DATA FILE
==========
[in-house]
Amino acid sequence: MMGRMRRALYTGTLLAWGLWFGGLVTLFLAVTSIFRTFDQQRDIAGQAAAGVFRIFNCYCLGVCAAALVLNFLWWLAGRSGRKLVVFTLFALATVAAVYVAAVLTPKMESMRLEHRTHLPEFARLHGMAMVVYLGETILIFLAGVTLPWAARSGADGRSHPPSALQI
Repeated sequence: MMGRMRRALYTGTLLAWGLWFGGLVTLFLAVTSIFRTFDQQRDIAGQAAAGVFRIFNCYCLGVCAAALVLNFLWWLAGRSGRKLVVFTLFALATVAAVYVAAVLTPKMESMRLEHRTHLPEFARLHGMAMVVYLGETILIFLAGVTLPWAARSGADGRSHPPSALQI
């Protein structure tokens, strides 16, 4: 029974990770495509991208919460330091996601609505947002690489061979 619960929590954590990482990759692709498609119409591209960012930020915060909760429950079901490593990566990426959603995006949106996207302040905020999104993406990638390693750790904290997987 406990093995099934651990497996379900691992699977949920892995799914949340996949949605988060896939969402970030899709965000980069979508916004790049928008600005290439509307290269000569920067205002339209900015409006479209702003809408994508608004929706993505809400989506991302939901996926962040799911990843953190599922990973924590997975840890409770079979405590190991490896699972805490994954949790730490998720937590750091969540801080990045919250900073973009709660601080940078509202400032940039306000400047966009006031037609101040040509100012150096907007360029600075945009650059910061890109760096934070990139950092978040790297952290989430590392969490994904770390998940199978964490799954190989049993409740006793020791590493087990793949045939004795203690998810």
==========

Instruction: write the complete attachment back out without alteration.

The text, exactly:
[in-house]
Amino acid sequence: MMGRMRRALYTGTLLAWGLWFGGLVTLFLAVTSIFRTFDQQRDIAGQAAAGVFRIFNCYCLGVCAAALVLNFLWWLAGRSGRKLVVFTLFALATVAAVYVAAVLTPKMESMRLEHRTHLPEFARLHGMAMVVYLGETILIFLAGVTLPWAARSGADGRSHPPSALQI
Repeated sequence: MMGRMRRALYTGTLLAWGLWFGGLVTLFLAVTSIFRTFDQQRDIAGQAAAGVFRIFNCYCLGVCAAALVLNFLWWLAGRSGRKLVVFTLFALATVAAVYVAAVLTPKMESMRLEHRTHLPEFARLHGMAMVVYLGETILIFLAGVTLPWAARSGADGRSHPPSALQI
């Protein structure tokens, strides 16, 4: 029974990770495509991208919460330091996601609505947002690489061979 619960929590954590990482990759692709498609119409591209960012930020915060909760429950079901490593990566990426959603995006949106996207302040905020999104993406990638390693750790904290997987 406990093995099934651990497996379900691992699977949920892995799914949340996949949605988060896939969402970030899709965000980069979508916004790049928008600005290439509307290269000569920067205002339209900015409006479209702003809408994508608004929706993505809400989506991302939901996926962040799911990843953190599922990973924590997975840890409770079979405590190991490896699972805490994954949790730490998720937590750091969540801080990045919250900073973009709660601080940078509202400032940039306000400047966009006031037609101040040509100012150096907007360029600075945009650059910061890109760096934070990139950092978040790297952290989430590392969490994904770390998940199978964490799954190989049993409740006793020791590493087990793949045939004795203690998810």